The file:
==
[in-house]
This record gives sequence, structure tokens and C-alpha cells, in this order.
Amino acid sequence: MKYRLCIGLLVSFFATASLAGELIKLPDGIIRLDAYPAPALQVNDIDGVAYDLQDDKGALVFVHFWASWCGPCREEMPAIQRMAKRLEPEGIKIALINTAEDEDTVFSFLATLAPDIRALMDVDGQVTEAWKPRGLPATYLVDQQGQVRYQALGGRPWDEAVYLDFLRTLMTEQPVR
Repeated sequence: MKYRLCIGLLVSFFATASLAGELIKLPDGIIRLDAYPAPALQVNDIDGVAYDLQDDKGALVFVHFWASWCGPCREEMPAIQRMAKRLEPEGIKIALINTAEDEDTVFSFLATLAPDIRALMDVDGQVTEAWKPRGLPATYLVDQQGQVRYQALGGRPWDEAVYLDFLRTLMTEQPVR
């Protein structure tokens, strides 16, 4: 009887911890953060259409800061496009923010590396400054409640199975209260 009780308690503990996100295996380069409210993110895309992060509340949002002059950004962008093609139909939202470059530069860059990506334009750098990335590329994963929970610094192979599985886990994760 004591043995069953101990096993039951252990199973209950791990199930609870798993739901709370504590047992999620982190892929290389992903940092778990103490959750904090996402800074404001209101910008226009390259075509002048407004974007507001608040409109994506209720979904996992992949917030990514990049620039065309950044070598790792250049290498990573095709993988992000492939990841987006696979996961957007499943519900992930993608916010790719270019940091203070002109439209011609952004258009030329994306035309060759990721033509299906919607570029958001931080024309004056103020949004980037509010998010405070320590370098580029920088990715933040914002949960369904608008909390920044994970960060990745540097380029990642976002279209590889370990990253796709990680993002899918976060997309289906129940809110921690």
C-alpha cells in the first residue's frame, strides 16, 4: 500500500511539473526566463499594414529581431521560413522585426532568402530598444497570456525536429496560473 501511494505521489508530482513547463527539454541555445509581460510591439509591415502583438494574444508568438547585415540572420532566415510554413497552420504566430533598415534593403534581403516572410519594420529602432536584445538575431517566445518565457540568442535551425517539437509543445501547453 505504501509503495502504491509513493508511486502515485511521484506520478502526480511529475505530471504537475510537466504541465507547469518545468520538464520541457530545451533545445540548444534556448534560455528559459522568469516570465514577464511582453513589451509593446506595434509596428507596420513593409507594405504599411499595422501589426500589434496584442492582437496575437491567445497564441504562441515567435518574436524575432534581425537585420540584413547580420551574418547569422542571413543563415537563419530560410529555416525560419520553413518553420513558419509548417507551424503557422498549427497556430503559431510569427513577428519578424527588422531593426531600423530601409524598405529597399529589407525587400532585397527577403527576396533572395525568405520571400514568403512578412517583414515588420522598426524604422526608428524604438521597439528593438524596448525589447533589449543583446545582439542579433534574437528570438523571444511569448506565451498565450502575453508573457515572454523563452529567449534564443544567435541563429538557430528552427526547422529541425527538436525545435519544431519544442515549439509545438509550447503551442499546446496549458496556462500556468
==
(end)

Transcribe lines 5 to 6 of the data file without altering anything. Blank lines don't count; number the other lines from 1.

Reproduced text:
């Protein structure tokens, strides 16, 4: 009887911890953060259409800061496009923010590396400054409640199975209260 009780308690503990996100295996380069409210993110895309992060509340949002002059950004962008093609139909939202470059530069860059990506334009750098990335590329994963929970610094192979599985886990994760 004591043995069953101990096993039951252990199973209950791990199930609870798993739901709370504590047992999620982190892929290389992903940092778990103490959750904090996402800074404001209101910008226009390259075509002048407004974007507001608040409109994506209720979904996992992949917030990514990049620039065309950044070598790792250049290498990573095709993988992000492939990841987006696979996961957007499943519900992930993608916010790719270019940091203070002109439209011609952004258009030329994306035309060759990721033509299906919607570029958001931080024309004056103020949004980037509010998010405070320590370098580029920088990715933040914002949960369904608008909390920044994970960060990745540097380029990642976002279209590889370990990253796709990680993002899918976060997309289906129940809110921690």
C-alpha cells in the first residue's frame, strides 16, 4: 500500500511539473526566463499594414529581431521560413522585426532568402530598444497570456525536429496560473 501511494505521489508530482513547463527539454541555445509581460510591439509591415502583438494574444508568438547585415540572420532566415510554413497552420504566430533598415534593403534581403516572410519594420529602432536584445538575431517566445518565457540568442535551425517539437509543445501547453 505504501509503495502504491509513493508511486502515485511521484506520478502526480511529475505530471504537475510537466504541465507547469518545468520538464520541457530545451533545445540548444534556448534560455528559459522568469516570465514577464511582453513589451509593446506595434509596428507596420513593409507594405504599411499595422501589426500589434496584442492582437496575437491567445497564441504562441515567435518574436524575432534581425537585420540584413547580420551574418547569422542571413543563415537563419530560410529555416525560419520553413518553420513558419509548417507551424503557422498549427497556430503559431510569427513577428519578424527588422531593426531600423530601409524598405529597399529589407525587400532585397527577403527576396533572395525568405520571400514568403512578412517583414515588420522598426524604422526608428524604438521597439528593438524596448525589447533589449543583446545582439542579433534574437528570438523571444511569448506565451498565450502575453508573457515572454523563452529567449534564443544567435541563429538557430528552427526547422529541425527538436525545435519544431519544442515549439509545438509550447503551442499546446496549458496556462500556468